We've adopted new early childhood education standards to focus young children in all parts of Maine.

People who have quality early childcare and education have a better shot succeeding.

Many people have worked long and hard to promote care and education during early childhood. Tonight, I want to recognize two people for their contributions.

The First Lady is a champion for youngsters. I want to thank her for her work on behalf of children, Steve Rowe, our Attorney General also knows from his job, in the courts, what a difference early quality childcare can have in a youngster's life.

I ask that they accept the greetings of the chamber.

I'm further directing the addition of a child care development expert to the Brunswick Naval Air Station re-use planning groups.

Quality care requires qualified caretakers. That's why my budget will include $1.5 million of increased scholarship funding for students who enter child care professions.

As any working parent will tell you…finding quality, affordable child care is one of the biggest obstacles they face. Tonight I'm asking the Legislature to join me in supporting an expansion of the Child Care Tax Credit. This half-million dollar investment will provide immediate relief for Maine's working families.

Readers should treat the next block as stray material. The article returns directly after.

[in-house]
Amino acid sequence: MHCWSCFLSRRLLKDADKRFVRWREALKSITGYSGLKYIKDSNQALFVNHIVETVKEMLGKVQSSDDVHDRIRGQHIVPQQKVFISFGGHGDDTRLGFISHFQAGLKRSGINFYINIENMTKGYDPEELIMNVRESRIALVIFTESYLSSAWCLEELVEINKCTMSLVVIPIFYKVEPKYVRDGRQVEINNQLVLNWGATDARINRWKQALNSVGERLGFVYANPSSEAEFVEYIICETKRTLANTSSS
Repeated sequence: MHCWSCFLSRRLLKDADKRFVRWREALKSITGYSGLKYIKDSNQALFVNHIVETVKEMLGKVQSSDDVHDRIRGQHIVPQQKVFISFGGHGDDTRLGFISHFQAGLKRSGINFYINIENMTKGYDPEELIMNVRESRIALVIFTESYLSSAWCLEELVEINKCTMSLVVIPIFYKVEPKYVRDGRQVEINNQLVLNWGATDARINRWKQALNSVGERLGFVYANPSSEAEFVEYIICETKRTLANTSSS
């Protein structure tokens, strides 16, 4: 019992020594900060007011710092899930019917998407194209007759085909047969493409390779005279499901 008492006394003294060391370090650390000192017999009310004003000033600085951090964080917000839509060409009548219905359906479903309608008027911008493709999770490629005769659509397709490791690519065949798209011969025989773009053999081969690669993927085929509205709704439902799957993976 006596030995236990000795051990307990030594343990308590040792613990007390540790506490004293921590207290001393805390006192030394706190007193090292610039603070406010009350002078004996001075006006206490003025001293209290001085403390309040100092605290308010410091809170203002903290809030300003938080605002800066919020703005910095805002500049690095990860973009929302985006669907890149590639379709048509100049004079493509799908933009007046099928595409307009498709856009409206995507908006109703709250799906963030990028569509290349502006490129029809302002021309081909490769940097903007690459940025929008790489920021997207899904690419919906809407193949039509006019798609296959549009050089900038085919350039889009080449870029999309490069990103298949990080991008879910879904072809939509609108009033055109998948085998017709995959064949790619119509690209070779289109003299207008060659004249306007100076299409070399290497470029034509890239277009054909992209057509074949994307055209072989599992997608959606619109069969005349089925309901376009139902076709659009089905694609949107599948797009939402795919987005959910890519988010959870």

I support bringing together child care, Head Start, health, counseling, adult education and other services into one location. I commend Bucksport for its model, the Bay Area Early Childhood Network.

I want to give all places in Maine, especially in rural Maine, opportunities to make schools centers of their communities in new ways. Tonight, I am directing the Commissioner of Education to recommend school construction that includes these regional resource hubs.

I understand that sustaining small schools is vital to many communities. That's why I am including in my budget an additional $3 million to support high performing small schools.

Right now we're leading the nation in investing education dollars in the classroom. Only two states --- Maine and New York - put more than 65% of their education budgets into instruction. We need to continue that effort.

It's already happening in Maine with the Western Maine Collaborative, The Penobscot River Partnership, The Sebago Alliance and The Casco Bay Alliance.